Newcastle United's Competition Appeal Tribunal battle against the Premier League is of "big public interest", according to Newcastle World journalist Liam Kennedy.
What's the latest news involving the court case?
Newcastle and the Premier League will go head-to-head in court today, with both sides having their say at a Competition Appeal Tribunal.
It comes after the potential takeover - worth a reported £340million - by a group including Saudi Arabia's Public Investment Fund, PCP Capital Partners and the Reuben Brothers collapsed due to the Premier League's offer of arbitration being rejected last year.
Current Magpies owner Mike Ashley - who first looked to sell the club just 16 months after completing his own takeover in May 2007 - reacted to the news by releasing an explosive statement during the summer, urging Newcastle fans, MPs and other high profile figures to call for the Premier League to allow the arbitration case to be heard in public.
Amanda Staveley, who is leading the multi-million pound takeover bid, has claimed the potential new owners have not been deterred in their bid to buy the Tyneside club despite the ongoing debacle.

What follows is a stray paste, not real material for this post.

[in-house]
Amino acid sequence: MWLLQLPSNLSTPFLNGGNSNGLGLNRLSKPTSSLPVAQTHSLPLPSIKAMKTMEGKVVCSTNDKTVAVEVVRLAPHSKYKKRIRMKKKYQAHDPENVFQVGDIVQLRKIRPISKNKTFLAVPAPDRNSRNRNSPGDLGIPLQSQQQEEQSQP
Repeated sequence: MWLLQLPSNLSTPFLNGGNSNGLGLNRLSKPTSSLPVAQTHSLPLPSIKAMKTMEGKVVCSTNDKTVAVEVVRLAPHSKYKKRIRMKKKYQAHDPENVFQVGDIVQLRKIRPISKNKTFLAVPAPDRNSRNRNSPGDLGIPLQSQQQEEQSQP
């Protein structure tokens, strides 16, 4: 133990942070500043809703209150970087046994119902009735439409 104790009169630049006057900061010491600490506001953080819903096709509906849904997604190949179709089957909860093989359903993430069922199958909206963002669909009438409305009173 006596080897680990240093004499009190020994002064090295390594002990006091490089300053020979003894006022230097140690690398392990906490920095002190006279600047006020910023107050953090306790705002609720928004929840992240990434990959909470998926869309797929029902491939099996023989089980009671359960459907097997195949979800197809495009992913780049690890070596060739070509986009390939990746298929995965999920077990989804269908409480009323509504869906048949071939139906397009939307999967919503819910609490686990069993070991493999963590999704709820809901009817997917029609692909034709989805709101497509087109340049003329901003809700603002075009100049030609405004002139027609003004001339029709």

While the arbitration case will not be heard until early next year, Ashley will lock horns with the Premier League at the Competition Appeal Tribunal today.
What has Liam Kennedy said about the situation?
Newcastle fans will be able to watch the case, which gets underway this morning, via a live stream from the courtroom.
While Kennedy admits the battle poses many questions, he believes it is right for the Competition Appeal Tribunal hearing to be played out in public.
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The journalist told GMS: "I think there is a big public interest in this. I think that's the next stage - everybody's pointing towards that.
"Can St James' Holdings Ltd have their case stood up and will the Competition Appeal Tribunal have the jurisdiction? Will it be ruled that they can rule over this?"
Could this lead to a change of ownership?
Those who have been looking to force through the takeover believe the hearing has a potentially huge role to play in the club's future, but the Competition Appeal Tribunal are unable to force through a change of ownership.
Through his company, St James' Holdings Ltd, Ashley lodged his claim against the Premier League with the UK Competition Appeal Tribunal in April under section 47A of the Competition Act 1998.
Ashley hopes heading to a Competition Appeal Tribunal will revive the takeover.News Now - Sport News